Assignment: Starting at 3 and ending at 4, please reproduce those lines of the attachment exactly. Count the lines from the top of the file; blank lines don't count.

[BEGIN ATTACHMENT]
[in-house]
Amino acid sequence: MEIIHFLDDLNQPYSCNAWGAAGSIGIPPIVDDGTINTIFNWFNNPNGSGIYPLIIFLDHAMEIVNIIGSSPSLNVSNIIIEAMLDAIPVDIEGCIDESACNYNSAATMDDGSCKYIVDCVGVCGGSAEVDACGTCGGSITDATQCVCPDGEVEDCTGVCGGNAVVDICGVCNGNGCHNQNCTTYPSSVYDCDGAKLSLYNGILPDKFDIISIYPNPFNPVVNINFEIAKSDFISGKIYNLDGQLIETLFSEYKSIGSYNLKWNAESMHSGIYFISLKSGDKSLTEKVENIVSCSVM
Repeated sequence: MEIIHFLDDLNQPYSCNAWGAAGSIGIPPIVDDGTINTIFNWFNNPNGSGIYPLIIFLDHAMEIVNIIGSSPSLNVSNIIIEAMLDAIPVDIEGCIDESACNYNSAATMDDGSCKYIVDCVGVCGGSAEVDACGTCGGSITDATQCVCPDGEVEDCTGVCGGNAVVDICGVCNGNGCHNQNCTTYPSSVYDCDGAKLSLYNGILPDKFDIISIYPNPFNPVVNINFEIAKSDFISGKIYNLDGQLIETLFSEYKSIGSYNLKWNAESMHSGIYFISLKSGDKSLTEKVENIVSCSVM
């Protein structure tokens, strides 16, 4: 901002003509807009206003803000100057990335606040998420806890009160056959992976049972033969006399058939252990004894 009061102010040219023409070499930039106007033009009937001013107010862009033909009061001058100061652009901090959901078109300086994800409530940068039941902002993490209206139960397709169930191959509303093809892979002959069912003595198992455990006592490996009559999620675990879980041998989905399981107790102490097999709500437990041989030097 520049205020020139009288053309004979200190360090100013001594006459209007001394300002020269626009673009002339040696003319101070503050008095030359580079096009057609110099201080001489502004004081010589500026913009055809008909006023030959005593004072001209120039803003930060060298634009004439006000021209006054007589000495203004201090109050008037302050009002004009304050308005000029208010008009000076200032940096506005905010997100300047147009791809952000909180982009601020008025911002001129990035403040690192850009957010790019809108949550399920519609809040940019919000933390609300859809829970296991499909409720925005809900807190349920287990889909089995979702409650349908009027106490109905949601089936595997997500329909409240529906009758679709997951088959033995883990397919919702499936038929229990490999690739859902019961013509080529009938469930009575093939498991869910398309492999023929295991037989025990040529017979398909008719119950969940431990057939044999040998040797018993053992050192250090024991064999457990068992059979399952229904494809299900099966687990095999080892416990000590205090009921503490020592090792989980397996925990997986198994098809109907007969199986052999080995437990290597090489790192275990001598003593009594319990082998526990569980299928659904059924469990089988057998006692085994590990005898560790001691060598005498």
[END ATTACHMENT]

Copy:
Repeated sequence: MEIIHFLDDLNQPYSCNAWGAAGSIGIPPIVDDGTINTIFNWFNNPNGSGIYPLIIFLDHAMEIVNIIGSSPSLNVSNIIIEAMLDAIPVDIEGCIDESACNYNSAATMDDGSCKYIVDCVGVCGGSAEVDACGTCGGSITDATQCVCPDGEVEDCTGVCGGNAVVDICGVCNGNGCHNQNCTTYPSSVYDCDGAKLSLYNGILPDKFDIISIYPNPFNPVVNINFEIAKSDFISGKIYNLDGQLIETLFSEYKSIGSYNLKWNAESMHSGIYFISLKSGDKSLTEKVENIVSCSVM
């Protein structure tokens, strides 16, 4: 901002003509807009206003803000100057990335606040998420806890009160056959992976049972033969006399058939252990004894 009061102010040219023409070499930039106007033009009937001013107010862009033909009061001058100061652009901090959901078109300086994800409530940068039941902002993490209206139960397709169930191959509303093809892979002959069912003595198992455990006592490996009559999620675990879980041998989905399981107790102490097999709500437990041989030097 520049205020020139009288053309004979200190360090100013001594006459209007001394300002020269626009673009002339040696003319101070503050008095030359580079096009057609110099201080001489502004004081010589500026913009055809008909006023030959005593004072001209120039803003930060060298634009004439006000021209006054007589000495203004201090109050008037302050009002004009304050308005000029208010008009000076200032940096506005905010997100300047147009791809952000909180982009601020008025911002001129990035403040690192850009957010790019809108949550399920519609809040940019919000933390609300859809829970296991499909409720925005809900807190349920287990889909089995979702409650349908009027106490109905949601089936595997997500329909409240529906009758679709997951088959033995883990397919919702499936038929229990490999690739859902019961013509080529009938469930009575093939498991869910398309492999023929295991037989025990040529017979398909008719119950969940431990057939044999040998040797018993053992050192250090024991064999457990068992059979399952229904494809299900099966687990095999080892416990000590205090009921503490020592090792989980397996925990997986198994098809109907007969199986052999080995437990290597090489790192275990001598003593009594319990082998526990569980299928659904059924469990089988057998006692085994590990005898560790001691060598005498």